A brief history of RAF Bircham Newton

A collage of Bircham Newton by David Jacklin

The former RAF station of Bircham Newton started life in 1918, during the First World War. The first flying unit to use the airfield was No. 3 Fighting School, which trained pilots and observers who were going to join the war in the skies over France. However, Bircham Newton was destined to become a bomber base, and it wasn't long before the fighting school moved to Sedgeford aerodrome and two bomber squadrons arrived and began to equip with the giant Handley Page V/1500, designed to bomb Berlin. Fortunately, due to delays in production and other problems, the war ended before these squadrons were fully equipped and the aircraft were able to perform this mission.Click on the following roundel to learn more about the V/1500 bomber.

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During the 1920s and most of the 1930s, Bircham operated as a peacetime bomber base. Many famous squadrons spent periods on the station, and its bumpy grass airfield became familiar to hundreds of RAF pilots. A large variety of different aircraft were seen in the skies over Bircham Newton during this period, including the Vickers Vimy, DH9A, Vickers Virginia, Boulton and Paul Sidestrand, Fairey IIIA, Fairey Gordon, Hawker Hart, Hawker Hind and others. For most of these inter-war years, Bircham operated as part of the Wessex Bombing Area, with other RAF stations operating bomber aircraft at that time. In 1936, as the RAF began a major expansion prior to the Second World War, Bircham was assigned to the newly created Coastal Command and a major re-building programme was undertaken. Click on the following roundel to learn more about Coastal Command.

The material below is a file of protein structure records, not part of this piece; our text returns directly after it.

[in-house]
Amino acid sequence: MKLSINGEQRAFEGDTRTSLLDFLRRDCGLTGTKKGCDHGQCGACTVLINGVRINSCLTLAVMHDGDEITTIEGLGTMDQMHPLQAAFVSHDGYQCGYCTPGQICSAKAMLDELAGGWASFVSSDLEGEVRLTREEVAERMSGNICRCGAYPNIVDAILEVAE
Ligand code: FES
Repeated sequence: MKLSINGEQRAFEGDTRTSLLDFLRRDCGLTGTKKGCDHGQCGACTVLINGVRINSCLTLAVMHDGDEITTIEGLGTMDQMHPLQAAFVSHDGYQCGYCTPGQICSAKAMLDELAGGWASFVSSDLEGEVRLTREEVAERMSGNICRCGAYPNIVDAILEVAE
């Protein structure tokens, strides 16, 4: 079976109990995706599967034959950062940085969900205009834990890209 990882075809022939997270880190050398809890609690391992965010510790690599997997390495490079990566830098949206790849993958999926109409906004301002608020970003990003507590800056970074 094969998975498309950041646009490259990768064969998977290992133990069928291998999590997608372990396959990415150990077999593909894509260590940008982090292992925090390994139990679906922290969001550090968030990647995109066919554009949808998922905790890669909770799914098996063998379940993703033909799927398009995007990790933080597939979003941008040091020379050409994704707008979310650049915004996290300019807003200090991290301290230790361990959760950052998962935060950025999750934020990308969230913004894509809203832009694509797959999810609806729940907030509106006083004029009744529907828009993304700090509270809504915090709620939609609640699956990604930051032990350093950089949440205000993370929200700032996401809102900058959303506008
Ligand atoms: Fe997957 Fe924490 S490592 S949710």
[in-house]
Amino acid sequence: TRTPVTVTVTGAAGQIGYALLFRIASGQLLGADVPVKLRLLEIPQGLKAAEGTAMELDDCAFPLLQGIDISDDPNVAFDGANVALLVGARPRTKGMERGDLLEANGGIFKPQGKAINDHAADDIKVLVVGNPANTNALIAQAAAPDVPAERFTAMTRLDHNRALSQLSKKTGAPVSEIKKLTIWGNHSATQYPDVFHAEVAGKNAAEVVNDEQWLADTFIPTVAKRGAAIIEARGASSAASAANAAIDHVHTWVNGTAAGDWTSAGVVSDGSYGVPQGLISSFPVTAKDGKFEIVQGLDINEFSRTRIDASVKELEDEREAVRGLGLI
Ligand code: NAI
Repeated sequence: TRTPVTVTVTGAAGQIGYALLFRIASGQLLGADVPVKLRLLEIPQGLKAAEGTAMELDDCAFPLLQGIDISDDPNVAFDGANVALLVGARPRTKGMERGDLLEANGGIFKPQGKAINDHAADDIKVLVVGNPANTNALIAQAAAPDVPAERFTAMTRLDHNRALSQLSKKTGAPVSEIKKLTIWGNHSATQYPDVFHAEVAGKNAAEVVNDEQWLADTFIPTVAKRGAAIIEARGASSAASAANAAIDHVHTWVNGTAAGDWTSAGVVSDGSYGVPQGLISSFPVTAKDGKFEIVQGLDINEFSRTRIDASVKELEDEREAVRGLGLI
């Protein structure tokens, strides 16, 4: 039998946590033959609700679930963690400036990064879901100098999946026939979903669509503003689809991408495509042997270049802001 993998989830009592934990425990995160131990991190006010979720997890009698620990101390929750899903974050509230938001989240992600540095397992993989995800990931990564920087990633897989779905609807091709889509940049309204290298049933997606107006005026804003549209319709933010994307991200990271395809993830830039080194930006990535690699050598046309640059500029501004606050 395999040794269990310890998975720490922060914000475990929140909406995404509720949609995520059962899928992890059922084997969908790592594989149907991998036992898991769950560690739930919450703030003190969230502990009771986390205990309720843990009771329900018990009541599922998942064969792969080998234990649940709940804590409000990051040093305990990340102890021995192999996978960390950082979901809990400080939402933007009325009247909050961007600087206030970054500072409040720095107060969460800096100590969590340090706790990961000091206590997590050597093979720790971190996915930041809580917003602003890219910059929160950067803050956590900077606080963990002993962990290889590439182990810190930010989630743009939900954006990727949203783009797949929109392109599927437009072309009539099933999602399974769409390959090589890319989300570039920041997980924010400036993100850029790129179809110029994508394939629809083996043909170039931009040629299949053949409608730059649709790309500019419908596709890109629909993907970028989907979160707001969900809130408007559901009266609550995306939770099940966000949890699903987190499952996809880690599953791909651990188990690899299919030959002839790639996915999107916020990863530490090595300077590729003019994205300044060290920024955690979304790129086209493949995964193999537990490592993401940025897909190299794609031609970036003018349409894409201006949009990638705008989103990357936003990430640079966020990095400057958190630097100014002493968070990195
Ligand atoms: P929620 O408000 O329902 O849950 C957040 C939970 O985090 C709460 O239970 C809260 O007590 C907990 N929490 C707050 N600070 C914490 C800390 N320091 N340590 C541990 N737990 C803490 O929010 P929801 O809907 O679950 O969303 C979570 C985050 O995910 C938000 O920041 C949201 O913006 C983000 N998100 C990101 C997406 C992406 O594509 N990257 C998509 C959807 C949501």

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At the beginning of Coastal Command's tenure two units arrived flying Avro Anson aircraft. Later a third unit was posted in equipped with the torpedo carrying Vickers Vildebeest biplane. Consequently, at the outbreak of war, the frontline aircraft were considered obsolete, being relatively slow and lightly armed. Nevertheless, Bircham soon established itself as one of the most important Coastal Command stations on the East Coast. Serving in No. 16 Group, Bircham performed a variety of critical Coastal Command operations, including photographic and meteorological reconnaissance, mine laying, anti-shipping strikes and air-sea rescue. Click on the following roundel to learn more about air-sea rescue.